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Neural gain induced by startling acoustic stimuli is additive to preparatory activation.

Authors
  • McInnes, Aaron N1
  • Corti, Emily J1
  • Tresilian, James R2
  • Lipp, Ottmar V1
  • Marinovic, Welber1
  • 1 School of Psychology, Curtin University, Bentley, Western Australia, Australia. , (Australia)
  • 2 Department of Psychology, University of Warwick, Coventry, UK.
Type
Published Article
Journal
Psychophysiology
Publication Date
Oct 09, 2019
Identifiers
DOI: 10.1111/psyp.13493
PMID: 31595983
Source
Medline
Keywords
Language
English
License
Unknown

Abstract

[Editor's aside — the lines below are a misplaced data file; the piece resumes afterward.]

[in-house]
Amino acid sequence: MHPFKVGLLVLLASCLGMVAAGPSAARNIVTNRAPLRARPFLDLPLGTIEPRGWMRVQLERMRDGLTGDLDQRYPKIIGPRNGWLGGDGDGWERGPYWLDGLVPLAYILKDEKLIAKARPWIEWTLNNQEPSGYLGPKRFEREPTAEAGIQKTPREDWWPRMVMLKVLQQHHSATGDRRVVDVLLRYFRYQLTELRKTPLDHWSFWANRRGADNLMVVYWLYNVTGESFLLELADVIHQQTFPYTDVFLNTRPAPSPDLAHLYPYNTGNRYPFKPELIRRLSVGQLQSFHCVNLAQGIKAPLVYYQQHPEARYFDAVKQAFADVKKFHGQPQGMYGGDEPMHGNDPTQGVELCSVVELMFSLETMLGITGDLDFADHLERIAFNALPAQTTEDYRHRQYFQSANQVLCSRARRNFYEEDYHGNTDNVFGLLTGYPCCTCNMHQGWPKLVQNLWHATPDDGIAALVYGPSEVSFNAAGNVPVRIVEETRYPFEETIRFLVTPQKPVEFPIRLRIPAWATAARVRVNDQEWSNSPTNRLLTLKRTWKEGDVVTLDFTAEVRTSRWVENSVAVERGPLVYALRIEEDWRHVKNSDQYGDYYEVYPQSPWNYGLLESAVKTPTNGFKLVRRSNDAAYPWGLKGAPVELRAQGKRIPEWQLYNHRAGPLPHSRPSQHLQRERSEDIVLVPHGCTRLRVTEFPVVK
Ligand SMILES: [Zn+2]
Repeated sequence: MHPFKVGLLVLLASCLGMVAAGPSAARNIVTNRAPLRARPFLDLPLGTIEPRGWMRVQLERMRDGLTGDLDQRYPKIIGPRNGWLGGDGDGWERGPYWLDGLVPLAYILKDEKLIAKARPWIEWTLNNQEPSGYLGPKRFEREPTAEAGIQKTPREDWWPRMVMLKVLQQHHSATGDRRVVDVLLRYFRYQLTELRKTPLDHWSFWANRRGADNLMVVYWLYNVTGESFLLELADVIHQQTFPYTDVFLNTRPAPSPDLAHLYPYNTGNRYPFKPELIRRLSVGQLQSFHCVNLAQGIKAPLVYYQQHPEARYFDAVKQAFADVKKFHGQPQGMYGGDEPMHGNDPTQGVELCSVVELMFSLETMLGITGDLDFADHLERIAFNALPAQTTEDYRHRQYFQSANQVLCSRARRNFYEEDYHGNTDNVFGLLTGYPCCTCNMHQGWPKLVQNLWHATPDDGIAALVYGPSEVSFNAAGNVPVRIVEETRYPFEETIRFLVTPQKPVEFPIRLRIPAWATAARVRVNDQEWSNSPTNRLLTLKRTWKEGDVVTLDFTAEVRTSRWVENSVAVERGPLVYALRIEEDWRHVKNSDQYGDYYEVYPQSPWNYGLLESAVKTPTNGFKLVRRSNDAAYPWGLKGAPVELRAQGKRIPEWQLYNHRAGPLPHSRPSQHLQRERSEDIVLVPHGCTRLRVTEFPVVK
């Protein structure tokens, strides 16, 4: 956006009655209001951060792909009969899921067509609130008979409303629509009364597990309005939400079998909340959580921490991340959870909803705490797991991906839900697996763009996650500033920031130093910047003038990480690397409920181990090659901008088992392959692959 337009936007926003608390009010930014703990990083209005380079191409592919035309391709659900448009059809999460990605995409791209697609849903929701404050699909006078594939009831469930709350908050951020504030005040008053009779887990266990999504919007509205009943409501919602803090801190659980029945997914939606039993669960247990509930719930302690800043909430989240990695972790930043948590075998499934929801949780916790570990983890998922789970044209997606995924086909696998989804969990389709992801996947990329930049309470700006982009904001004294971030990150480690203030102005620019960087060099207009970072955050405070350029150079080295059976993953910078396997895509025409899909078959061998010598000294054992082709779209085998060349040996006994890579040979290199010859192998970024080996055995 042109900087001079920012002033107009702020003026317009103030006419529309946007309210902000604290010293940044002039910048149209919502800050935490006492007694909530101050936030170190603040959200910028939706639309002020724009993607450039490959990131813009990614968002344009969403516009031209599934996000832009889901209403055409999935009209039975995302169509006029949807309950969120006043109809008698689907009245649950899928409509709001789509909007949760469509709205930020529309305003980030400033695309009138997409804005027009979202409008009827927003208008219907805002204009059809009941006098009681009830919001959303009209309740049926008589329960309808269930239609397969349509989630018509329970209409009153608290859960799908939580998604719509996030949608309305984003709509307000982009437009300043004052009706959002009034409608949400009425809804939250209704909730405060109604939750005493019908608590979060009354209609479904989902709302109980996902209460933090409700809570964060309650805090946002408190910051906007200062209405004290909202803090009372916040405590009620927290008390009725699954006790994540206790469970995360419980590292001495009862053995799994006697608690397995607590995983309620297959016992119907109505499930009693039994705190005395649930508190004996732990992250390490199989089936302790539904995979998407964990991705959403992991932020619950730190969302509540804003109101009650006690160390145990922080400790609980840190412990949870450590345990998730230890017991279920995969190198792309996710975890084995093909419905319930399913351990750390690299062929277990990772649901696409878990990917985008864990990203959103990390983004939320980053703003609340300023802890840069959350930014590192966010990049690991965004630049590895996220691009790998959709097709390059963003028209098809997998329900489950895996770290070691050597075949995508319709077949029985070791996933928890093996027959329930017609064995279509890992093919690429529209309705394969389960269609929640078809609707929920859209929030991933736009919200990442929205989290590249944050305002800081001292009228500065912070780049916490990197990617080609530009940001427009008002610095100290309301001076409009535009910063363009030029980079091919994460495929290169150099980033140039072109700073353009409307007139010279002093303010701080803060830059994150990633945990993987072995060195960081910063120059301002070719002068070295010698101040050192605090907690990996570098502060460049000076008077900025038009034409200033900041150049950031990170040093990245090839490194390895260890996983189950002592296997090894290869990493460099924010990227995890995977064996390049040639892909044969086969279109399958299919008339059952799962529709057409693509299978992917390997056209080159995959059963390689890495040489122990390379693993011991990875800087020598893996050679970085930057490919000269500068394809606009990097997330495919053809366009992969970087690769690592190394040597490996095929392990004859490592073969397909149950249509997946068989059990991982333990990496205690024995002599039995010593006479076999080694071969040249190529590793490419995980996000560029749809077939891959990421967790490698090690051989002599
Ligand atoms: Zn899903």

Loud acoustic stimuli presented during movement preparation can shorten reaction time and increase response forcefulness. We examined how efferent connectivity of an agonist muscle to reticulospinal and corticospinal pathways, and the level of prepared movement force, affect reaction time and movement execution when the motor response is triggered by an intense acoustic stimulus. In Experiment 1, participants executed ballistic wrist flexion and extension movements of low and high force in response to visual stimuli. A loud acoustic stimulus (LAS; 105 dBa) was presented simultaneously with the visual imperative stimulus in probe trials. In Experiment 2, participants executed ballistic wrist flexion movements ranging from 10%-50% of maximum voluntary contraction with a LAS presented in probe trials. The shortening of response initiation was not affected by movement type (flexion or extension) or prepared movement force. Enhancement of response magnitude, however, was proportionally greater for low force movements and for the flexor muscle. Changes in peak force induced by the intense acoustic stimulus indicated that the neural activity introduced to motor program circuits by acoustic stimulation is additive to the voluntary neural activity that occurs due to movement preparation, rather than multiplicative. © 2019 Society for Psychophysiological Research.

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